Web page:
Canon’s launch promo for the EOS 1D X Mark II that is packaged with a SanDisk 64GB Extreme Pro CFast 2.0 card and a USB 3.0 reader for CFast 2.0 cards ends Saturday, Feb. 27 at midnight. The $300 instant rebate essentially gives you the card and reader for free. Check it out while it lasts here at B&H Photo.
I was shooting some video using the Atomos Ninja Star yesterday, which uses CFast cards. When it came time to download my footage, I had 27GB of footage. It took 2 minutes to transfer to my Mac Pro using a USB 3.0 card reader.
I hate plugging in a CF or SD card to a card reader and look at 10+ minutes of transfer time remaining. CFast cards are still pretty pricey but there’s just not much demand because the more popular cameras don’t support them yet. Right now, they seem to be mostly limited to pro video cameras.
The pins on devices that use CF cards are the worst design possible and expensive to repair when bent ($275 in a Canon 7D if you’re wondering). CF cards are reaching their limits in terms of transfer speeds. SD cards are even passing them up with the new UHS-II bus and we’re seeing more and more cameras add UHS-II compatibility. I’d like to see CFast cards implemented in cameras that are on the level of the Canon 5D series and higher.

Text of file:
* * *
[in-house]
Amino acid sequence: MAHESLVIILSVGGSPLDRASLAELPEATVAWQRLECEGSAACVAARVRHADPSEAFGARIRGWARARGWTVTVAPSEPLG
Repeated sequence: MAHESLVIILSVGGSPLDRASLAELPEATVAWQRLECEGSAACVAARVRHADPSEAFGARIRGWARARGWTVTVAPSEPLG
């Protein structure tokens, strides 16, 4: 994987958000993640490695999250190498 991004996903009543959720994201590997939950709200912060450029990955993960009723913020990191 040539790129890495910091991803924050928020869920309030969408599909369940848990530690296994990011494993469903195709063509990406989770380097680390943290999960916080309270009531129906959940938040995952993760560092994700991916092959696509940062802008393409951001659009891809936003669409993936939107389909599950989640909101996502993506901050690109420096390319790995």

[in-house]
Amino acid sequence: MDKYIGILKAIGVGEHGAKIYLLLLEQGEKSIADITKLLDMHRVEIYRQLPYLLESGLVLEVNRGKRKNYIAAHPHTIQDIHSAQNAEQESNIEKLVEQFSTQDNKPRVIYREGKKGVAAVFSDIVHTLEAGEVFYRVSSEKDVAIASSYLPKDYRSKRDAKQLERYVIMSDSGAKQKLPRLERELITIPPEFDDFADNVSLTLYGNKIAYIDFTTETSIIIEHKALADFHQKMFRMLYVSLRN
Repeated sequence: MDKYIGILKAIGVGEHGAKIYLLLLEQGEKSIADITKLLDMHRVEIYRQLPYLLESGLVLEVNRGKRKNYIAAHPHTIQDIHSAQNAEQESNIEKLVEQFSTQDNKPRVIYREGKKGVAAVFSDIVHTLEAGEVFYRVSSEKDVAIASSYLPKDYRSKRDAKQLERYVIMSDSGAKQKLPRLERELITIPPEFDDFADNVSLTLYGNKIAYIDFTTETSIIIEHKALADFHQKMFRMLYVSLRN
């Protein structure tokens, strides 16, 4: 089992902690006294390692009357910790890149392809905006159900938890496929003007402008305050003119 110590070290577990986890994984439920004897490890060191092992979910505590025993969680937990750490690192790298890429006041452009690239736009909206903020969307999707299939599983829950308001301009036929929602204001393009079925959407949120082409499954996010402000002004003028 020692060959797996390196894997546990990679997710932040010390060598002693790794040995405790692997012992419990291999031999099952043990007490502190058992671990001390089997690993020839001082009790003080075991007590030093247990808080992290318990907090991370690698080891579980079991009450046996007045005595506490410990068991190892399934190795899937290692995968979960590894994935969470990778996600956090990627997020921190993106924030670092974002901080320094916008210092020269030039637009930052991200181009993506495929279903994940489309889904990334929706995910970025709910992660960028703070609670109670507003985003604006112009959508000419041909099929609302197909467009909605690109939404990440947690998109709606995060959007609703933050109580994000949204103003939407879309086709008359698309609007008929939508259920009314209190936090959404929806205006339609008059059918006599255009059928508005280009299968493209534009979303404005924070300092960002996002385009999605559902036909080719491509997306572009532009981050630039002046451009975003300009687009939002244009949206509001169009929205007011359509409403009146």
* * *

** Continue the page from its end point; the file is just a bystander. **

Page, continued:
CF cards have served their purpose well but it’s time to move on.
CFast cards are great from a speed standpoint; however, a 60GB SanDisk CFast card still costs $650! That’s a tough pill to swallow for a $300 recorder. While some more recently released cards are lower, they are still well above CF card prices. [Read more…]
SanDisk has unveiled the world’s first CFast 2.0 memory card with its new Extreme Pro model that is available in 60GB and 120GB capacities.
The Extreme Pro CFast 2.0 just laid claim to the world’s fastest memory card, with read speeds of up to 450MB/s and write speeds up to 350MB/s, offering up to double the shot speed of today’s fastest cards. [Read more…]
As of today, the only camera to support the XQD memory card format is the Nikon D4. And while it is a great camera, no doubt, the single high-end model is not enough to push the demand in the market towards XQD as “the other memory card.”
CFast2.0 is a specification from the CompactFlash Association, which also designates the specification for current CF cards and the newer XQD cards. CFast2.0 specs offer a theoretical performance up to 600MB/s data transfer speeds.
SanDisk is currently sampling new CFast2.0 cards to camera manufacturers to see if they will bite on the new specification in spite of the overwhelming move toward the SD card standard. Medium format camera maker Phase One has already committed to putting the CFast2.0 cards to work in new cameras due to the higher performance over other card formats.